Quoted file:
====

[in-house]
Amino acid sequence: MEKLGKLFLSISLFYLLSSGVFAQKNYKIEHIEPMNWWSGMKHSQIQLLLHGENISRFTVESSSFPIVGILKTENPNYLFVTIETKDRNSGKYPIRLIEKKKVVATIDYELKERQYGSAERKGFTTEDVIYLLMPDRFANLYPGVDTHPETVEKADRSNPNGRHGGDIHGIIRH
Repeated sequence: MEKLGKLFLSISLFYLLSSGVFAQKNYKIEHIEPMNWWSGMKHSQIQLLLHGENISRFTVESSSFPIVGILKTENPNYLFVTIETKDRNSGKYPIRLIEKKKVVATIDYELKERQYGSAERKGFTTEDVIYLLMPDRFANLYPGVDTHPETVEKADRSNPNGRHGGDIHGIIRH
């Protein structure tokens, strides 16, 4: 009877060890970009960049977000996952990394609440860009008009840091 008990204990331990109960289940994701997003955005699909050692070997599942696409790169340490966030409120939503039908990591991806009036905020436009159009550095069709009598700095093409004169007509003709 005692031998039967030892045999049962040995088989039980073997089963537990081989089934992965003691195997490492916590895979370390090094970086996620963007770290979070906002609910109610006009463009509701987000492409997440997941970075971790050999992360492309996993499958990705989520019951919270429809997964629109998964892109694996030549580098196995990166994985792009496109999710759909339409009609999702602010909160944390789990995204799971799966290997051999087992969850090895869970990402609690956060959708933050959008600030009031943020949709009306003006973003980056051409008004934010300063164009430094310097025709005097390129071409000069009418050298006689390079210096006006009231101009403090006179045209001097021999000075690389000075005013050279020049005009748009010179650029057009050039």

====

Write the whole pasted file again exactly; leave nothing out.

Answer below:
[in-house]
Amino acid sequence: MEKLGKLFLSISLFYLLSSGVFAQKNYKIEHIEPMNWWSGMKHSQIQLLLHGENISRFTVESSSFPIVGILKTENPNYLFVTIETKDRNSGKYPIRLIEKKKVVATIDYELKERQYGSAERKGFTTEDVIYLLMPDRFANLYPGVDTHPETVEKADRSNPNGRHGGDIHGIIRH
Repeated sequence: MEKLGKLFLSISLFYLLSSGVFAQKNYKIEHIEPMNWWSGMKHSQIQLLLHGENISRFTVESSSFPIVGILKTENPNYLFVTIETKDRNSGKYPIRLIEKKKVVATIDYELKERQYGSAERKGFTTEDVIYLLMPDRFANLYPGVDTHPETVEKADRSNPNGRHGGDIHGIIRH
């Protein structure tokens, strides 16, 4: 009877060890970009960049977000996952990394609440860009008009840091 008990204990331990109960289940994701997003955005699909050692070997599942696409790169340490966030409120939503039908990591991806009036905020436009159009550095069709009598700095093409004169007509003709 005692031998039967030892045999049962040995088989039980073997089963537990081989089934992965003691195997490492916590895979370390090094970086996620963007770290979070906002609910109610006009463009509701987000492409997440997941970075971790050999992360492309996993499958990705989520019951919270429809997964629109998964892109694996030549580098196995990166994985792009496109999710759909339409009609999702602010909160944390789990995204799971799966290997051999087992969850090895869970990402609690956060959708933050959008600030009031943020949709009306003006973003980056051409008004934010300063164009430094310097025709005097390129071409000069009418050298006689390079210096006006009231101009403090006179045209001097021999000075690389000075005013050279020049005009748009010179650029057009050039």